Basics of Command

Prerequisite:
You must have completed Being a Meleeist before taking this lesson.

Taking command of a team or a squad is an important role in any Melee. The entire team follows your lead on how to tackle the challenge or scenario placed before them. That leadership requires a more advanced familiarity with how Melees work, the members of your team, and a grasp of potential tactics and quick thinking. In Being a Meleeist, the focus was on how an individual can contribute to a Melee. In Basics of Command, we want to take that a step further and ask how an individual can lead a team of Meleeists in battle.

Points of safety

As a commander, you’re in a position of leadership and are responsible for directing an entire team’s effort out on the field. In such a position, it’s your responsibility to make sure that your plans and commands are safe and reasonable for the members of both your team and your opponents. This isn’t a time to find out who would jump off a cliff if you gave the order.

  • Make Safe Plans: As you establish your strategy for the upcoming melee, ensure that your plans won’t put anyone at risk. Yes, you could send everyone into the brambles to fight but that doesn’t mean you should.
  • Consider the Enemy: Even though we are opposing forces, our “enemies” are still our friends. Consider how your plan might impact the other team(s) experience.
  • Bolster Your Team: The commander should be the central pillar or morale and positivity. Whatever happens in the melee, good or bad, prop your teammates up and help them be excited before and after the fight.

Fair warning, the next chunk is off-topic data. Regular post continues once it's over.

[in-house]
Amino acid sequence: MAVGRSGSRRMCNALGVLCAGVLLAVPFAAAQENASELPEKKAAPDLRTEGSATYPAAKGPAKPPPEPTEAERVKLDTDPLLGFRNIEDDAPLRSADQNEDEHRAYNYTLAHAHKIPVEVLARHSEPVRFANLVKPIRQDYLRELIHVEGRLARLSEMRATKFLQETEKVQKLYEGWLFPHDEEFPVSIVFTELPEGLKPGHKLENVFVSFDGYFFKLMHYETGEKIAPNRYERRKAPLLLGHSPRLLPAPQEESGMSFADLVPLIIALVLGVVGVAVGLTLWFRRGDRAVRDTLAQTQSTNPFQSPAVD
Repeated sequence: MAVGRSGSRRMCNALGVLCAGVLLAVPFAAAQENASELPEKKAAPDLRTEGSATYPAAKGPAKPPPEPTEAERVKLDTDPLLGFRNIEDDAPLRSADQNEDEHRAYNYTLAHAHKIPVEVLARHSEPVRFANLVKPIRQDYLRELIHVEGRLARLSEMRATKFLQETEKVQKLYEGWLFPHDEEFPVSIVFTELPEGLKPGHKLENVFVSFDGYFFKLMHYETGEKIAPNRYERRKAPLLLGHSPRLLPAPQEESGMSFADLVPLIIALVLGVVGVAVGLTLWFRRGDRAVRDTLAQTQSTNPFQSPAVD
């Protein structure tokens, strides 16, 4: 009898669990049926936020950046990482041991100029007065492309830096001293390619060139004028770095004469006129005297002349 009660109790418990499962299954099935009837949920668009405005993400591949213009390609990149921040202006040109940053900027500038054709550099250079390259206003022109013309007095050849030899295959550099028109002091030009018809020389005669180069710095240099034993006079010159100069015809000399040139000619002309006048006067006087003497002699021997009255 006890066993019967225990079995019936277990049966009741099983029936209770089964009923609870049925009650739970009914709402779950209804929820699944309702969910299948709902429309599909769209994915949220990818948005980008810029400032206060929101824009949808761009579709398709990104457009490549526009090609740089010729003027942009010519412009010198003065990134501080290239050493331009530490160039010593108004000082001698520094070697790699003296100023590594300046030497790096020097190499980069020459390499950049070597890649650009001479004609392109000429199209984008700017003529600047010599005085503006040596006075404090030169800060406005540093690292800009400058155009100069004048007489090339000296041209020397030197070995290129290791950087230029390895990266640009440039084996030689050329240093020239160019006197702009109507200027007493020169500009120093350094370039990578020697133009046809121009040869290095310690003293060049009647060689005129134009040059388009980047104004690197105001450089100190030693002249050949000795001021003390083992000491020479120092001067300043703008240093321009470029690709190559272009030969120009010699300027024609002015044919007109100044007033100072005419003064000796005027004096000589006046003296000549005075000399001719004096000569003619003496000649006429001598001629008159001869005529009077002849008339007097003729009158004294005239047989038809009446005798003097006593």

General Points

To be a truly great commander, you don’t have to be the best fighter or the most experienced. You just have to be willing to take charge and lead with passion. As you become more familiar with Melees you can continue to gain experience in the field and experiment with what you know through trial and error.

  • Parts of an Army: There are five parts of an army that fill distinct roles in a battle, but they may not all be in every battle. By knowing the different roles, you can assign your units in ways to help achieve their full potential and claim victory for your team.
    • Commander: A commander is the head of your army. They are responsible for leading and directing the entire team’s effort in winning the scenario.
    • Linesman: The Linesmen will make up the bulk of your army. They are the front line soldiers who must work together against another line of fencers.
    • Cavalry: Cavalry are designed to be a roaming unit. They have no one specific place on the battlefield, but will always be in motion under the direction of the Commander.
    • Harrier: A Harrier is typically an individual unit in your army. They are tasked with threatening, distracting, and create havoc for the opposing team.
    • Shadow: A Shadow is a unit tasked with neutralizing a specific key unit on the enemy team. There job is to ensure their target can’t effectively contribute to the fight as much as possible.